Herb: Tall Wheatgrass
Latin name: Agropyron elongatum
Family: Gramineae (Grass Family)
Description of the plant:
Habitat of Tall Wheatgrass:Saline meadows and along seashores where it can be subject to occasional inundation.
Other uses of the herb:The plant establishes well on wet alkaline soils and is extensively used in reclaiming such areas. It has been reported to be promising even in the arid zone of South Australia where rainfall is 12.5 - 20 cm annually. The plant has also been recommended for reclaiming saline soils and it has also been shown how the species can be used in reclaiming red mud bauxite residues. According to the phytomass files (Duke, 1981b), annual productivity ranges from 2 to 15 MT/ha, which phytomass could be converted to alcohol or methane.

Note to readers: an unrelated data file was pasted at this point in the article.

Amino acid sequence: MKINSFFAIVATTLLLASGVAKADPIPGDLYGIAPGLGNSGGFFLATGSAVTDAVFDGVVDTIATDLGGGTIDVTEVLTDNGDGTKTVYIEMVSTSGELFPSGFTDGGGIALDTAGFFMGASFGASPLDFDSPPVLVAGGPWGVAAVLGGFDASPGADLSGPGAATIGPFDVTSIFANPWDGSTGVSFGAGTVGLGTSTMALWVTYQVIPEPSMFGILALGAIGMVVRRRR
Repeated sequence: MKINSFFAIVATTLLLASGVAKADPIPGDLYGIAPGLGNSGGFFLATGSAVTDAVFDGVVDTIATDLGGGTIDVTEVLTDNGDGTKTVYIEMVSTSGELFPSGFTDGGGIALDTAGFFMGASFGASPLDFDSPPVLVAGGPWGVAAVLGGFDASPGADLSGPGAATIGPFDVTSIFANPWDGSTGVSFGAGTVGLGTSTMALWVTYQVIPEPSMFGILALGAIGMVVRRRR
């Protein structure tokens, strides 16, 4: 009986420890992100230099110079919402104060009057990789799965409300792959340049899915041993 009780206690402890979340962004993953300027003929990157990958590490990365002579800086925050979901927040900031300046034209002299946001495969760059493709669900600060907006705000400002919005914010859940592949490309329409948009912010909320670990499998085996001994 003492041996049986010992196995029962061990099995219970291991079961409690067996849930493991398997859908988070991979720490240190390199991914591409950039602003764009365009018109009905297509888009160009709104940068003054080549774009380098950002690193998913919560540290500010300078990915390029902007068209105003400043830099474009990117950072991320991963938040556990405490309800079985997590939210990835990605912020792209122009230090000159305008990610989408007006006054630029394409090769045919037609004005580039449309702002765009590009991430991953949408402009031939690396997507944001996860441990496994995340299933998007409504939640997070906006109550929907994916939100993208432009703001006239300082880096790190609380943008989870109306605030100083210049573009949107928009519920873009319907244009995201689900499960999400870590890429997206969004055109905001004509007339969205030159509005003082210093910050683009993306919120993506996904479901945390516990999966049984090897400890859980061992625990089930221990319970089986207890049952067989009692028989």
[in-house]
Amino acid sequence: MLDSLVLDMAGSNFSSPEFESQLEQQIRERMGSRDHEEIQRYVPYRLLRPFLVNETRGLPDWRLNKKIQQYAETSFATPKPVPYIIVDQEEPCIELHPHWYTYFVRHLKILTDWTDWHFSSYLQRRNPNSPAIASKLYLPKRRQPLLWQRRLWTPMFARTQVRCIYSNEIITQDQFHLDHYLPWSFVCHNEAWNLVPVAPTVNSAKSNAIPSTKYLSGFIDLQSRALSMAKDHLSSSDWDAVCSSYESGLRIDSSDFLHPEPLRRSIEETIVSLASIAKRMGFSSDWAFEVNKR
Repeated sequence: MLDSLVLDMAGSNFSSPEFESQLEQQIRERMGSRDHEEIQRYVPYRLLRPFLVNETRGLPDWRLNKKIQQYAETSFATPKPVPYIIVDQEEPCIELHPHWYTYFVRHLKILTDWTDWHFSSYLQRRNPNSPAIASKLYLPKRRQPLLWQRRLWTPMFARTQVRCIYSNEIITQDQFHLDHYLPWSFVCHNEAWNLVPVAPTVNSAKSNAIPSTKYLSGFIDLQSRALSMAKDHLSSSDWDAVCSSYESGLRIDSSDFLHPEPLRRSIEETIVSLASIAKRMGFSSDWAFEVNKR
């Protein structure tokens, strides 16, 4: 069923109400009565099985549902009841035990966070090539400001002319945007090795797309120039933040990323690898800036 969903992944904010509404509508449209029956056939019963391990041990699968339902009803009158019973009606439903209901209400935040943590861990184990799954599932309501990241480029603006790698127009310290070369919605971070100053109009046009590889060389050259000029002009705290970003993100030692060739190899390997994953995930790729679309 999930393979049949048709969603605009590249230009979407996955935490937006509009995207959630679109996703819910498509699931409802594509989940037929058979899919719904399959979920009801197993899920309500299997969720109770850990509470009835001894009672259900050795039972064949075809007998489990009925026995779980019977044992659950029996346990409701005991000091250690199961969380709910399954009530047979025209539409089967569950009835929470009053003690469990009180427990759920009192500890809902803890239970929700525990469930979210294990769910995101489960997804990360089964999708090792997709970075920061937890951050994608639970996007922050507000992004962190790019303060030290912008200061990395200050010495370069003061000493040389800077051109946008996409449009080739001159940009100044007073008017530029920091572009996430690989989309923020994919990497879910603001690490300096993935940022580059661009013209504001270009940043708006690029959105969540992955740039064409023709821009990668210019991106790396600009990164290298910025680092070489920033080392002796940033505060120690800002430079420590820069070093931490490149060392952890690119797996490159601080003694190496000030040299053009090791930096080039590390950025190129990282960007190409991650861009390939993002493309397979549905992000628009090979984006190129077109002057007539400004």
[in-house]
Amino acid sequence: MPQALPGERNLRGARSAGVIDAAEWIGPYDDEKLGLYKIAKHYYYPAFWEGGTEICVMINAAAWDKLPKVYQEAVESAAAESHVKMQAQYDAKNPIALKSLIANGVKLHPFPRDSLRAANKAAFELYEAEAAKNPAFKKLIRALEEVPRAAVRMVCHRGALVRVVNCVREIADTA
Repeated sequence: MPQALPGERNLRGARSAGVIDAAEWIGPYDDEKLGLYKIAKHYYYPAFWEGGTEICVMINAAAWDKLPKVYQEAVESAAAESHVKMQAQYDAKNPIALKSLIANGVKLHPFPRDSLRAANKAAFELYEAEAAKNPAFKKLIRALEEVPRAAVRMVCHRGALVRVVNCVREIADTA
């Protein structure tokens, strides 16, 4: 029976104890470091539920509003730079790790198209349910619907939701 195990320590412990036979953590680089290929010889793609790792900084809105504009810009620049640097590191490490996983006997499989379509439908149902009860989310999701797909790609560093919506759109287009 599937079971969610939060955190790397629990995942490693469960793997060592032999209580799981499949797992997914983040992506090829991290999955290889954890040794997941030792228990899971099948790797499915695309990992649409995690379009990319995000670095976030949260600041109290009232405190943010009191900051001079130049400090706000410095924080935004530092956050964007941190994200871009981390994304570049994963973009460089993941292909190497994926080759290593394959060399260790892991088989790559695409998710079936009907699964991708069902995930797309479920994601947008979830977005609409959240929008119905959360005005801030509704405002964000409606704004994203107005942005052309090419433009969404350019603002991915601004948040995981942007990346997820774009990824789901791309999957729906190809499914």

Propagation of Tall Wheatgrass:Seed - surface sow, or only just cover the seed, in a greenhouse in early autumn. Germination should take place within a few days. When large enough to handle, prick out the seedlings into individual pots and plant out in the following autumn or spring. If you are sowing a large area, then the seed can be sown in situ, preferably in early autumn, though in areas experiencing heavy frosts in the winter it would be best to sow the seed in the spring. A seed rate of 9 - 13 kg per hectare is recommended.
Cultivation of the herb:Saline meadows and along seashores where it can be subject to occasional inundation.
Medicinal use of Tall Wheatgrass:None known
Known hazards of Agropyron elongatum:None known
Plant information taken from the Plants For A Future.